Free Banking

Until 1835, all banks in Upper Canada required a legislative charter; this left them subject to political corruption and manipulation, as was the case with the largest of them, the Bank of Upper Canada. The Bank of Upper Canada was controlled by the Family Compact and used by them to control the province's money supply and trade. Reformers tried several legislative strategies, including attempts to incorporate credit unions such as the Farmers' Storehouse company. This came to an end in 1835 when Charles Duncombe produced a "Report on Currency" for the Legislative Assembly which demonstrated the legality of the Scottish joint-stock bank system in Upper Canada.

The difference between the English chartered banks and the Scottish joint stock banks is that the Scottish banks were considered partnerships and hence didn't need a legislated Act in order to operate. The joint stock banks thus lacked limited liability, and every partner in the bank was responsible for the bank's debts to the full extent of their personal property. The chartered banks, in contrast, protected their shareholders with limited liability and hence from major loss; they thus encouraged speculation. The Scottish joint-stock banks followed a "hard money policy." They avoided speculative risk because if they failed, their shareholders were responsible for the full loss. Since the banks did not require a legislated charter, many more banks could be founded, and they were more competitive and freer from political influence and corruption.[12] Following Duncombe's report, the Farmers' Bank and the Bank of the People were founded on a joint stock basis, until the Family Compact conspired to make them illegal in 1838. The Bank of the People funded William Lyon Mackenzie newspaper, The Constitution in 1836.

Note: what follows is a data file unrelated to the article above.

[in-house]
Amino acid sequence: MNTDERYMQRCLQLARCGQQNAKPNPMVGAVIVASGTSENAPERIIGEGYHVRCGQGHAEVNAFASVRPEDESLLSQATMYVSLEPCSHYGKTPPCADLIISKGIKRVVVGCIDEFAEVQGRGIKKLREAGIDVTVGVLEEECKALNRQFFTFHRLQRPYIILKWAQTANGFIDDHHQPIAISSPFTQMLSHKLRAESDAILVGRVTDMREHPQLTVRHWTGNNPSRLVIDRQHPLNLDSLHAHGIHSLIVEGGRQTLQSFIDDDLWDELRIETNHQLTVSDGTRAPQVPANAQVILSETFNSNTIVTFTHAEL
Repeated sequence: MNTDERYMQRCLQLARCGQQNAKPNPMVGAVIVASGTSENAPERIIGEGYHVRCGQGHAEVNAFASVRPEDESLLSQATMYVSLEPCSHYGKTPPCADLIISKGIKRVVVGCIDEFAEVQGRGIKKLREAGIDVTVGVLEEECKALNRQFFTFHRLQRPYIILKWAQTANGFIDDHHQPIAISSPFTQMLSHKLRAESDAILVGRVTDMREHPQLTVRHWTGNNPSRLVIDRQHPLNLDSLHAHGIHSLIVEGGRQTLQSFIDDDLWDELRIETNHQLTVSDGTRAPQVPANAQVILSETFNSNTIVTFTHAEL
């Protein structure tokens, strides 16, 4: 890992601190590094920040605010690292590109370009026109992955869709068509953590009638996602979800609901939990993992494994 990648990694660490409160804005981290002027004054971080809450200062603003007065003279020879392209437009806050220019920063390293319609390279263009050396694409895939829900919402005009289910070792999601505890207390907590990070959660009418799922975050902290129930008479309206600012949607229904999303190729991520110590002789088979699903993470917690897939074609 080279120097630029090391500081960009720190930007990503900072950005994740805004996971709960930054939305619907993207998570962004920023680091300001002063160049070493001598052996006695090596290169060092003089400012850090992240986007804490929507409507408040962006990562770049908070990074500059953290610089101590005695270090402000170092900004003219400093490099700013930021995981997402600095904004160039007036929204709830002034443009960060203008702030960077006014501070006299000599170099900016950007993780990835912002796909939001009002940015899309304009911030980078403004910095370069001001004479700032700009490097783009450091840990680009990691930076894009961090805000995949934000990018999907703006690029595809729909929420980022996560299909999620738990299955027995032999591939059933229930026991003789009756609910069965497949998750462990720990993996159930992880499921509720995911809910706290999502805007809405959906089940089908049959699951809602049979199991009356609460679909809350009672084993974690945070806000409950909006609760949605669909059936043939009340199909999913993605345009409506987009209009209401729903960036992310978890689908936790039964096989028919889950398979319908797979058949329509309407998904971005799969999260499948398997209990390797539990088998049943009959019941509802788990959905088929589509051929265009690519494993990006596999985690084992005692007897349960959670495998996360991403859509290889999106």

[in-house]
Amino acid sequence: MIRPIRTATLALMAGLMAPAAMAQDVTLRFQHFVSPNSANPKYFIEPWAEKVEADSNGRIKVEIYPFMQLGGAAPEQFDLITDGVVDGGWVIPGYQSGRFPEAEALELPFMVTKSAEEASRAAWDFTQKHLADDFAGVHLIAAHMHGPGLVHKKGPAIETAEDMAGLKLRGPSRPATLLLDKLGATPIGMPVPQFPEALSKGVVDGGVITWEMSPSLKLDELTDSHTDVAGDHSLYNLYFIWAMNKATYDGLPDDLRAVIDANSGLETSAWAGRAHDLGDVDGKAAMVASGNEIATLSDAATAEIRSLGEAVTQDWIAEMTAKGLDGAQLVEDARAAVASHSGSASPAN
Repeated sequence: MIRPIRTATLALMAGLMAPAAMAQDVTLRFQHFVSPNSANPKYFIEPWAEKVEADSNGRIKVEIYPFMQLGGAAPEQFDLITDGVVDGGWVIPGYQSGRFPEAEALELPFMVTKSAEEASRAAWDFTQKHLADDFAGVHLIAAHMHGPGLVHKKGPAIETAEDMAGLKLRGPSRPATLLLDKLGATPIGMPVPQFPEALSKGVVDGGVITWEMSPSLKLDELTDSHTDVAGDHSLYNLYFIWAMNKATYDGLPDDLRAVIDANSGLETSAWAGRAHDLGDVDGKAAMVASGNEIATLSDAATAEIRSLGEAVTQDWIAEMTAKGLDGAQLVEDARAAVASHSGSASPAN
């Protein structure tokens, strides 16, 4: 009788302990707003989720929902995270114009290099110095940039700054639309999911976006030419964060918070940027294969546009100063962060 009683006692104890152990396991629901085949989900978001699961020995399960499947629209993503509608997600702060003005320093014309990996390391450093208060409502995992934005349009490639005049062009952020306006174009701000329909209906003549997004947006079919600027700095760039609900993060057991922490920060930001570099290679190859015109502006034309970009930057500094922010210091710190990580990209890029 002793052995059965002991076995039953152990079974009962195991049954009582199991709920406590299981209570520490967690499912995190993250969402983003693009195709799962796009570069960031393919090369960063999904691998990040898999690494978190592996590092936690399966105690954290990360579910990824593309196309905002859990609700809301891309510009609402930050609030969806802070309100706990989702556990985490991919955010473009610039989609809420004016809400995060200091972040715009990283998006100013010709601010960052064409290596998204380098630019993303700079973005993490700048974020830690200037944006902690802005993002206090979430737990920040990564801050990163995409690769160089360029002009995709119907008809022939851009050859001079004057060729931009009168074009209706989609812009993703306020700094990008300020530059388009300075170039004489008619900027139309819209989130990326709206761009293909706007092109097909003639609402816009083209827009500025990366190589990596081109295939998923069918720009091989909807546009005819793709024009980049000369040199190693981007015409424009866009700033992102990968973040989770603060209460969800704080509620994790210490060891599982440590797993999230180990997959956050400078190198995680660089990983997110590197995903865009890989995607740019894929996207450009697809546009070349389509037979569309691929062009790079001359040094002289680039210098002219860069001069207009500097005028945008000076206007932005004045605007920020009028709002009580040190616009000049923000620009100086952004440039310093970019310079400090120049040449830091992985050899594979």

Similar issues existed in the United States where the chartered banks were accused of creating a "monied aristocracy" responsible for the financial panic of 1837-8. The Equal Rights Party (the Locofocos) called for the introduction of the Scottish system, called by them "Free Banking". The Patriot War has been described as "Locofocoism with a Gun."[13]

When the Hunters' Lodges held their convention in Cleveland in September 1838, Duncombe presented "An address to the Different Lodges on the Subject of a Joint-Stock Company Bank" in which he proposed financing the Patriot War with a republican bank. The Bank was established for a short period.[5]

Duncombe continued to pursue the idea of joint stock banking after the end of the Patriot War, publishing a lengthy book on the subject: Duncombe’s Free Banking: An essay on Banking, Currency, Finance, Exchanges and Political Economy (Cleveland: Sanford & Co., 1841). In it, he argued that a democratic state depended upon Free Banking.

California State Assembly

Birds-eye view of Sacramento, ca. 1857
Birds-eye view of Sacramento, ca. 1857

After his activity in the Patriot War, Duncombe moved from Cleveland to Rochester, in 1841. He practised medicine there until he moved to Sacramento County, California in 1849 at the beginning of the California Gold Rush. Although one of the first doctors to arrive in Sacramento, he did not qualify to practise in the state until 1851. He married Lucy Millard of California in 1857. He was elected to the Sacramento city council.[14]

In 1859, he was elected to the California State Assembly as one of four members from Sacramento County, but was disqualified because it was argued that he gave up his American citizenship when he allowed himself to be elected to a foreign (Canadian) legislature. He became an American citizen and was elected again in 1863 as one of the county's five representatives.[14] He died in Hicksville, California in 1867 after a severe case of sunstroke and buried in the Masonic Section of the Sacramento Historic City Cemetery in Sacramento, California.[15]


  1. ^ Robertson, J. Ross (1899). The History of Freemasonry in Canada Vol. 1. Toronto: Hunter Rose Co. pp. 390–410.